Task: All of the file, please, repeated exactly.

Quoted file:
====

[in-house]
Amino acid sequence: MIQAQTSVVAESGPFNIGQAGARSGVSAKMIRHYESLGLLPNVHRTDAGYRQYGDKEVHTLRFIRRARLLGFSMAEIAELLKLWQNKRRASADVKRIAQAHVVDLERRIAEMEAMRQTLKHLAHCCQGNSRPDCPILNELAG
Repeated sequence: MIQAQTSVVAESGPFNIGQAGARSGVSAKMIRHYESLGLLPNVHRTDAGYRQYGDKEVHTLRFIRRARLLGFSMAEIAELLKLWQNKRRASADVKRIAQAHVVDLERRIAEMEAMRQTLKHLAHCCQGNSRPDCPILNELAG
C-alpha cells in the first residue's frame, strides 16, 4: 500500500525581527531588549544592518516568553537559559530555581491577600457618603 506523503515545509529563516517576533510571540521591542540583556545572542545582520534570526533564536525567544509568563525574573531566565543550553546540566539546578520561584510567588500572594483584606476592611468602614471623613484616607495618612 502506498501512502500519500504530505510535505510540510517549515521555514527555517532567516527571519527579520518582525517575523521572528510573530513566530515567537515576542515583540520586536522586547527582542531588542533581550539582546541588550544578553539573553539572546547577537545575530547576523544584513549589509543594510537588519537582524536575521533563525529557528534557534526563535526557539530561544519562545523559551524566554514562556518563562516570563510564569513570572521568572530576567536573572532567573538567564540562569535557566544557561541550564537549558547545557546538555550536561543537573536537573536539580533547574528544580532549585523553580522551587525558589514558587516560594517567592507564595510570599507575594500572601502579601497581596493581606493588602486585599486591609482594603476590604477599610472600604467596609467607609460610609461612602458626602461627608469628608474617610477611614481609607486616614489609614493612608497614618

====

[in-house]
Amino acid sequence: MIQAQTSVVAESGPFNIGQAGARSGVSAKMIRHYESLGLLPNVHRTDAGYRQYGDKEVHTLRFIRRARLLGFSMAEIAELLKLWQNKRRASADVKRIAQAHVVDLERRIAEMEAMRQTLKHLAHCCQGNSRPDCPILNELAG
Repeated sequence: MIQAQTSVVAESGPFNIGQAGARSGVSAKMIRHYESLGLLPNVHRTDAGYRQYGDKEVHTLRFIRRARLLGFSMAEIAELLKLWQNKRRASADVKRIAQAHVVDLERRIAEMEAMRQTLKHLAHCCQGNSRPDCPILNELAG
C-alpha cells in the first residue's frame, strides 16, 4: 500500500525581527531588549544592518516568553537559559530555581491577600457618603 506523503515545509529563516517576533510571540521591542540583556545572542545582520534570526533564536525567544509568563525574573531566565543550553546540566539546578520561584510567588500572594483584606476592611468602614471623613484616607495618612 502506498501512502500519500504530505510535505510540510517549515521555514527555517532567516527571519527579520518582525517575523521572528510573530513566530515567537515576542515583540520586536522586547527582542531588542533581550539582546541588550544578553539573553539572546547577537545575530547576523544584513549589509543594510537588519537582524536575521533563525529557528534557534526563535526557539530561544519562545523559551524566554514562556518563562516570563510564569513570572521568572530576567536573572532567573538567564540562569535557566544557561541550564537549558547545557546538555550536561543537573536537573536539580533547574528544580532549585523553580522551587525558589514558587516560594517567592507564595510570599507575594500572601502579601497581596493581606493588602486585599486591609482594603476590604477599610472600604467596609467607609460610609461612602458626602461627608469628608474617610477611614481609607486616614489609614493612608497614618